Royal Bank of Scotland v Jamieson: Another Brick in the Protective Framework for Residential Debtors in Enforcement of Standard Securities

Date01 September 2020
Published date01 September 2020

The decision of the Sheriff Appeal Court in Royal Bank of Scotland Plc v Jamieson1 adds to the growing case law on enforcement of a standard security by way of a calling-up notice under section 19 of the Conveyancing and Feudal Reform (Scotland) Act 1970 (“the 1970 Act”).2 The case required interpretation of section 19(6), relating to the circumstances in which a heritable creditor is entitled to serve notice on the Extractor of the Court of Session rather than the debtor. Valid service was required for a competent warrant to be issued under section 24 of the 1970 Act, allowing the creditor to enforce the standard security. On an inflexible interpretation of the subsection, the court held that service on the Extractor was invalid in the circumstances of the case. Therefore, the creditor's summary application for warrant to exercise power of sale in respect of the security subjects was dismissed.

The decision can be framed in the context of the recent legislative trend toward protection for (particularly residential) debtors. Although the decision may produce difficulties in practice for creditors seeking to enforce standard securities, the outcome is justified by the policy objective of preventing debtors from unjustly being deprived of their homes.3


Where a debtor under a standard security defaults on repayment of the secured loan, a creditor who wishes to enforce repayment by exercising their remedies under the security must first call up the security using the section 19 procedure.4 In short, this involves service of a calling-up notice on the debtor demanding repayment of the debt in full within two months.5 On expiry of this period, if the debt has not been repaid, creditors may seek to exercise their power of sale.6 If the security is held over land used to any extent for residential purposes, this power can only be exercised by warrant of the court under section 24.7

Service of the calling-up notice is regulated by section 19(6) of the 1970 Act. Under this provision, the calling-up notice must be served either by personal or recorded delivery or registered post to the person upon whom it is wished to be served (the debtor). However, sometimes delivery to the debtor is not possible, so section 19(6) provides for service to be made instead on the Extractor of the Court of Session in enumerated circumstances. These are where the address of the debtor is unknown, where it is unknown whether the debtor is alive, or “if the packet containing a calling-up notice is returned to the creditor with an intimation that it could not be delivered”.8 If any of these criteria are fulfilled, service may be made on the Extractor and this service will be treated as valid, allowing competent application under section 24.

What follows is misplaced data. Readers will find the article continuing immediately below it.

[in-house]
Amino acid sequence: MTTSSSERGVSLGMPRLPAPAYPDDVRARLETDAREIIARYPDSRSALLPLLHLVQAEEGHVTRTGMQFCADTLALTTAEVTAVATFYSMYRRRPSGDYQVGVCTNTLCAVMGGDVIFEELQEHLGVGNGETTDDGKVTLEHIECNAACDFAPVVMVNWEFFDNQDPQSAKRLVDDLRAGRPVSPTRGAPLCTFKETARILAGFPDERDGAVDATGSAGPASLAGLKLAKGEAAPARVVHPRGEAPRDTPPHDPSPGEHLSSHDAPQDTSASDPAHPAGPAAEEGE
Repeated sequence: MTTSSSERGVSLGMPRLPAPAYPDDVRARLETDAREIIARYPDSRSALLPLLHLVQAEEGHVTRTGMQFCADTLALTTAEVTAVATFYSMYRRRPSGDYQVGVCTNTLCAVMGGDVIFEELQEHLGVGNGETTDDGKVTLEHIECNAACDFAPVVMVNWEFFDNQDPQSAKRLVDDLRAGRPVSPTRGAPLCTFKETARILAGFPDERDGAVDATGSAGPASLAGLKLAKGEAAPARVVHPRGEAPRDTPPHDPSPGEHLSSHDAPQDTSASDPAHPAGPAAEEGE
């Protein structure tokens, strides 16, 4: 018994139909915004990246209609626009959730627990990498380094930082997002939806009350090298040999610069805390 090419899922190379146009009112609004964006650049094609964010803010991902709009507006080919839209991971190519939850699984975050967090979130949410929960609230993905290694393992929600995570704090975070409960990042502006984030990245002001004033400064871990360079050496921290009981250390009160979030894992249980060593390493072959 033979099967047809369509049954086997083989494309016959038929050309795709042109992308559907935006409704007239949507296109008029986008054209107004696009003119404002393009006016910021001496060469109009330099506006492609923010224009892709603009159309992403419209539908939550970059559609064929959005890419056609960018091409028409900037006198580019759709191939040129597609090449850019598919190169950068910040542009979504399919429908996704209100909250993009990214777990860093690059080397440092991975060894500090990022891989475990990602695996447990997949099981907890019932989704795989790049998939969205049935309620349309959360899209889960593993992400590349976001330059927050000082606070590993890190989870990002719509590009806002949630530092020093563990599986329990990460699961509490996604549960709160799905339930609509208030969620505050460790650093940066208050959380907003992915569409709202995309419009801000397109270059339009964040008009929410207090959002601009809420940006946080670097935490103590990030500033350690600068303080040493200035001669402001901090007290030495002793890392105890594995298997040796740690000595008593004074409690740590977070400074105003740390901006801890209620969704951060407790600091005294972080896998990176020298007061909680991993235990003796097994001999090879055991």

Ross Jamieson granted a standard security over his home to the Royal Bank of Scotland Plc (“RBS”) in 2004. After he fell into arrears in relation to repayments of the debt secured by the standard security, RBS sought to enforce it. They did so by submitting applications to the Sheriff Court on multiple occasions under section 24.9 The case concerned the most recent of these.

RBS had sought to serve a calling-up notice on Jamieson by recorded delivery service. However, delivery had failed. RBS had been made aware of this by the “Track and Trace” portal on the Royal Mail website stating that there had been “no answer” upon attempt of delivery.10 They submitted that this method of ascertaining delivery was “common, modern practice”.11 RBS had, on this basis, proceeded to effect service on the Extractor instead, which they argued they were entitled to do.12

Jamieson submitted that RBS was not entitled to serve on the Extractor since none of the requirements justifying this under section 19(6) were fulfilled.13 The case accordingly turned on whether the requirements allowing service on the Extractor had...

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